Ream National Park

Fresh off the boat from our Castaway(ish) escape on Koh Ta Kiev, and not yet ready to take on city life again in Phnom Penh, we extended our time on the coast at Ream National Park. The park is one of only 7 protected national parks in Cambodia and lies just 15km south of tourist-hub Sihanoukville. It’s possible to book day trips to the park by boat, but the newly opened Monkey Maya offers the only chance to stay overnight inside the park.

A one hour boat ride from Sea Garden on Otres 2 beach, or an extremely bumpy tuk-tuk ride through the forest, the park covers 200km2 of protected mountain, jungle, and coral reef, and is home to a huge range of wildlife- and hardly any humans. It’s fringed with mangroves, but also a long sweep of picture perfect beach.


Even though the park’s not far from the parties in Sihanoukville, it felt very disconnected. There were fewer people even than on the tiny island of Koh Ta Kiev. Nevertheless, the cabins were simple, but a luxurious step up after our time at the island camp. We now had an en-suite bathroom with running cold water, a fan and electricity for a few hours each evening, plus our own private balcony overlooking the sea!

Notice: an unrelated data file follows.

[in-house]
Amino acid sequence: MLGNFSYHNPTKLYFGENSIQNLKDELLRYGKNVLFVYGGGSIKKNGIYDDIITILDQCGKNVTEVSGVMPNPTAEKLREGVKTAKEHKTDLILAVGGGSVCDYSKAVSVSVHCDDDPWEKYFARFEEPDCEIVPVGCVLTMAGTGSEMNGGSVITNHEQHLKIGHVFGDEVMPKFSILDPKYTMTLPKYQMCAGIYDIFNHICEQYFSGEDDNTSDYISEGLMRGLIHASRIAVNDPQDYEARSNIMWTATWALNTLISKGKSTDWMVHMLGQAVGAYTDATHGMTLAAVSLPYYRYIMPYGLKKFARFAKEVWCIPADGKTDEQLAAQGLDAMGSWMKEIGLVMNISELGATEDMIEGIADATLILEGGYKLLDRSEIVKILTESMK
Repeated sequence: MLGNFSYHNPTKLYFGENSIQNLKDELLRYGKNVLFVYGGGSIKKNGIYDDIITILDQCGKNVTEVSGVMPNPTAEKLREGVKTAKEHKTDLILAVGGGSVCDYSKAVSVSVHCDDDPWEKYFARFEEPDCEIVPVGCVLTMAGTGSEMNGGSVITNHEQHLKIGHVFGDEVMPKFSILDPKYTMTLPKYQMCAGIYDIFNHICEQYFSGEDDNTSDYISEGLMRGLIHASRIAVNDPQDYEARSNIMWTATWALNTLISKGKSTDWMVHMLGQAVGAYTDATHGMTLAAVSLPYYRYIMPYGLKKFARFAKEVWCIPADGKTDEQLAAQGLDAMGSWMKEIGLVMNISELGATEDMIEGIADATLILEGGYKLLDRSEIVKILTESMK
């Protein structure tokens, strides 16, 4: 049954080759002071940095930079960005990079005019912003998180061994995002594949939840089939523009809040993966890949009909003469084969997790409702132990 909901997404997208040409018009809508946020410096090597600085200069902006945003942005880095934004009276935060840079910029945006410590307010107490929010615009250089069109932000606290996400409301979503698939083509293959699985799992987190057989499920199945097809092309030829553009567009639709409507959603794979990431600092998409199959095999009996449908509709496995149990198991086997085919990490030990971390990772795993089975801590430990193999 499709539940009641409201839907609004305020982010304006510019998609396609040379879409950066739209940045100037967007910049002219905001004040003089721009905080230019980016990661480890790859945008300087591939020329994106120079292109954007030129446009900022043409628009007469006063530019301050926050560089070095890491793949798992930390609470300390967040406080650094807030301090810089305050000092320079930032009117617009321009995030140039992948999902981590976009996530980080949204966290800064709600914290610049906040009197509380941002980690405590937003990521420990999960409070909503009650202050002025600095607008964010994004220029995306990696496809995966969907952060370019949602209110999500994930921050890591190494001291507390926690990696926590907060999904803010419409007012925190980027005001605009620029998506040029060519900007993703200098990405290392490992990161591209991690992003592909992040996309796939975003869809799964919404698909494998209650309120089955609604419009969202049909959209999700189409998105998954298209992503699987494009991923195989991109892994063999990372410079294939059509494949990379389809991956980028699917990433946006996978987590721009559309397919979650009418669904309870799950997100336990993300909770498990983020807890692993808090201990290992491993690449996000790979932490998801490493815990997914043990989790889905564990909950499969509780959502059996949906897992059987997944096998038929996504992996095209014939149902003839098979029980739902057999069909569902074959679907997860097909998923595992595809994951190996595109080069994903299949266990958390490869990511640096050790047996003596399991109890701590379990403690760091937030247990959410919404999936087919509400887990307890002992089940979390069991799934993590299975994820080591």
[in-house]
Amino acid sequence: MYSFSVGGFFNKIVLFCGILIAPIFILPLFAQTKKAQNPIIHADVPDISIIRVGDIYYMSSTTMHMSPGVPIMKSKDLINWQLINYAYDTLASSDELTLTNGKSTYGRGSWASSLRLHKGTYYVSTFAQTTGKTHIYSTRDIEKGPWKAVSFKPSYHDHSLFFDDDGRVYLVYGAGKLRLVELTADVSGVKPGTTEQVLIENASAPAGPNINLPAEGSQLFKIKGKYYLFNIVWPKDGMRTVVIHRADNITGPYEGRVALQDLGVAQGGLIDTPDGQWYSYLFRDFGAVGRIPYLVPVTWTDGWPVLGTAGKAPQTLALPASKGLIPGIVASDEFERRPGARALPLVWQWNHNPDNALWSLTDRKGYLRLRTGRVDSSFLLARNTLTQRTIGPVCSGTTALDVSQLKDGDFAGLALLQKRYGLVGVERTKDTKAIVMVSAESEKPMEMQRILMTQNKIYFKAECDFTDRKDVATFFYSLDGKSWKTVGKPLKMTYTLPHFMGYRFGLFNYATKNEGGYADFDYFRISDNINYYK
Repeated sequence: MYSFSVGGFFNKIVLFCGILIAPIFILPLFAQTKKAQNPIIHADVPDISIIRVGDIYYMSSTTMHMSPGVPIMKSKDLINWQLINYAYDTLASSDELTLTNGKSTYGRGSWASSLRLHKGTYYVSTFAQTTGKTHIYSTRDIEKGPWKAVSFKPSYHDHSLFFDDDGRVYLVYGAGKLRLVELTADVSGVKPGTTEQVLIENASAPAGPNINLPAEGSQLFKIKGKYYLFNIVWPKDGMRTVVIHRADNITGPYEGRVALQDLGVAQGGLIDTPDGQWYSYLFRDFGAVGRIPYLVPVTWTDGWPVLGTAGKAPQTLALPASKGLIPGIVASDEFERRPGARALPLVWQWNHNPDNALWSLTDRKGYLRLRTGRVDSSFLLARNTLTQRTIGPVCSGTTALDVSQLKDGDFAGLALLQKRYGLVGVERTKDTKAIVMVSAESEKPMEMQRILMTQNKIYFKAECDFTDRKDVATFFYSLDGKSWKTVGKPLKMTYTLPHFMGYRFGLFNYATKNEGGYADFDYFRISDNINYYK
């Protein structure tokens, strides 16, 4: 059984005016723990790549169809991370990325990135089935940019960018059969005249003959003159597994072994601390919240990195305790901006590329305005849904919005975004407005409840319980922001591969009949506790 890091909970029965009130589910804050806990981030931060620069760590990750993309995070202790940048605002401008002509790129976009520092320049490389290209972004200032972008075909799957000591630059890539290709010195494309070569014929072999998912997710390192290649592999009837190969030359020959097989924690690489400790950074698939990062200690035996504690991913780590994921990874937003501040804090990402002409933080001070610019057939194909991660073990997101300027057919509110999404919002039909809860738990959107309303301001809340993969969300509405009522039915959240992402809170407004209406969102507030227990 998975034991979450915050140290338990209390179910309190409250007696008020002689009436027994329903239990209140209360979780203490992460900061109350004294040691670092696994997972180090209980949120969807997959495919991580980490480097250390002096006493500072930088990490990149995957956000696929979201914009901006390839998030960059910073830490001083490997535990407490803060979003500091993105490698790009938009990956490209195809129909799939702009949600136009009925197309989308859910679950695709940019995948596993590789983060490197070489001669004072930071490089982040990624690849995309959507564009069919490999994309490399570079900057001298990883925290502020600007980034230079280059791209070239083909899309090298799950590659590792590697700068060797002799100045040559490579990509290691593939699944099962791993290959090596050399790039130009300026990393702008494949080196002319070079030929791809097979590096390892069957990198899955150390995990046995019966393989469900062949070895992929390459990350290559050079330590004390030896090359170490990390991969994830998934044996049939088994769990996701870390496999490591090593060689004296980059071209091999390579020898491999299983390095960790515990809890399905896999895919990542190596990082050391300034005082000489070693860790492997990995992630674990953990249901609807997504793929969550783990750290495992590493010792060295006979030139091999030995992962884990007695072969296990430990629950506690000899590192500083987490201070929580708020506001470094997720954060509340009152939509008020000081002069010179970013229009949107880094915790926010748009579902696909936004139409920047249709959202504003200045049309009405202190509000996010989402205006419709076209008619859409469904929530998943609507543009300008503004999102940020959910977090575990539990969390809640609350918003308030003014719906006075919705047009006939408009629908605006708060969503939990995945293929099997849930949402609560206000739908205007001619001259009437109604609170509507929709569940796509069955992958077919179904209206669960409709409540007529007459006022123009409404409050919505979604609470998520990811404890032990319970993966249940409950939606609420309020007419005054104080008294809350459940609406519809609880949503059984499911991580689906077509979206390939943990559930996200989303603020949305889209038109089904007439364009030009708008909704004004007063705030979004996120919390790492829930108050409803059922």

The main activities at Monkey Maya involve either the bar or the sea. The bar sits high on the headland, with a beautiful sunset-facing view across the bay. There’s a small volleyball court behind the beach, a fire pit on the headland, and long shallow waters for swimming and snorkeling. As on many Cambodian beaches, litter can sadly wash up onto the shores during rainy season. You hardly notice it here, though, as Monkey Maya put their guests to work, offering free beers for each rice bag filled with rubbish collected on the beach.

To explore the jungle’s plants and animals, including monkeys, boars, and birds of prey, you can arrange tours with the park ranger who’s based a short drive (or long-ish walk) away in the village at the edge of the park. For us, this was mainly a few lazy days of prolonged beach time before heading inland to Phnom Penh.


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